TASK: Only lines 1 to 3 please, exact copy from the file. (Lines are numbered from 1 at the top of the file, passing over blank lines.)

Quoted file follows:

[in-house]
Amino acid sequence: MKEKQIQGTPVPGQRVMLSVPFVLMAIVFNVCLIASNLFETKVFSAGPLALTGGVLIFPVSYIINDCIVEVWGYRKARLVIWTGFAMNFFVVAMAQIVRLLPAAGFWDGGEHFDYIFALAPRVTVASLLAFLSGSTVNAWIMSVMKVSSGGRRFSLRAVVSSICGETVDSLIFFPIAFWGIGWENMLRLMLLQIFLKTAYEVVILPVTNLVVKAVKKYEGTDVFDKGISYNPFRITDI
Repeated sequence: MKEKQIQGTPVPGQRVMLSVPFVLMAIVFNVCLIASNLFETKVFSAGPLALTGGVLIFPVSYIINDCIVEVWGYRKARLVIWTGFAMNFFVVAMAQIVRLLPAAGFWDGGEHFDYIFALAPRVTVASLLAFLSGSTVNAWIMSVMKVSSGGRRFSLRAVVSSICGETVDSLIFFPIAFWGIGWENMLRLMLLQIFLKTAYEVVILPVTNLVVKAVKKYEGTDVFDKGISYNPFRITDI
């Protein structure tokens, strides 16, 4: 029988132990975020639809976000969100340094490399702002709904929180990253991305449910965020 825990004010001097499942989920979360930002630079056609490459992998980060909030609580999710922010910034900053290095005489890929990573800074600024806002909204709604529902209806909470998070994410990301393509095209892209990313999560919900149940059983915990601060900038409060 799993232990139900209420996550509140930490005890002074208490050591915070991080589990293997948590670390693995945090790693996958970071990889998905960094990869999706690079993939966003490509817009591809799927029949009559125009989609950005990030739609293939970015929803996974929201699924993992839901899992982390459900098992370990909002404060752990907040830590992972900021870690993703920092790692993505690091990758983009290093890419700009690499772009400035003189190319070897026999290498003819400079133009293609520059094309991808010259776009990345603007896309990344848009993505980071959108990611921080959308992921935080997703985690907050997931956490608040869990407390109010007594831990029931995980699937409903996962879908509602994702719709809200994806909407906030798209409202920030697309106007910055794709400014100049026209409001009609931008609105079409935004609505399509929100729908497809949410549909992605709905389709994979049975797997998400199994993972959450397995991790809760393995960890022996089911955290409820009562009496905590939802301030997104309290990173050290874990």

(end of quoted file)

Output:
[in-house]
Amino acid sequence: MKEKQIQGTPVPGQRVMLSVPFVLMAIVFNVCLIASNLFETKVFSAGPLALTGGVLIFPVSYIINDCIVEVWGYRKARLVIWTGFAMNFFVVAMAQIVRLLPAAGFWDGGEHFDYIFALAPRVTVASLLAFLSGSTVNAWIMSVMKVSSGGRRFSLRAVVSSICGETVDSLIFFPIAFWGIGWENMLRLMLLQIFLKTAYEVVILPVTNLVVKAVKKYEGTDVFDKGISYNPFRITDI
Repeated sequence: MKEKQIQGTPVPGQRVMLSVPFVLMAIVFNVCLIASNLFETKVFSAGPLALTGGVLIFPVSYIINDCIVEVWGYRKARLVIWTGFAMNFFVVAMAQIVRLLPAAGFWDGGEHFDYIFALAPRVTVASLLAFLSGSTVNAWIMSVMKVSSGGRRFSLRAVVSSICGETVDSLIFFPIAFWGIGWENMLRLMLLQIFLKTAYEVVILPVTNLVVKAVKKYEGTDVFDKGISYNPFRITDI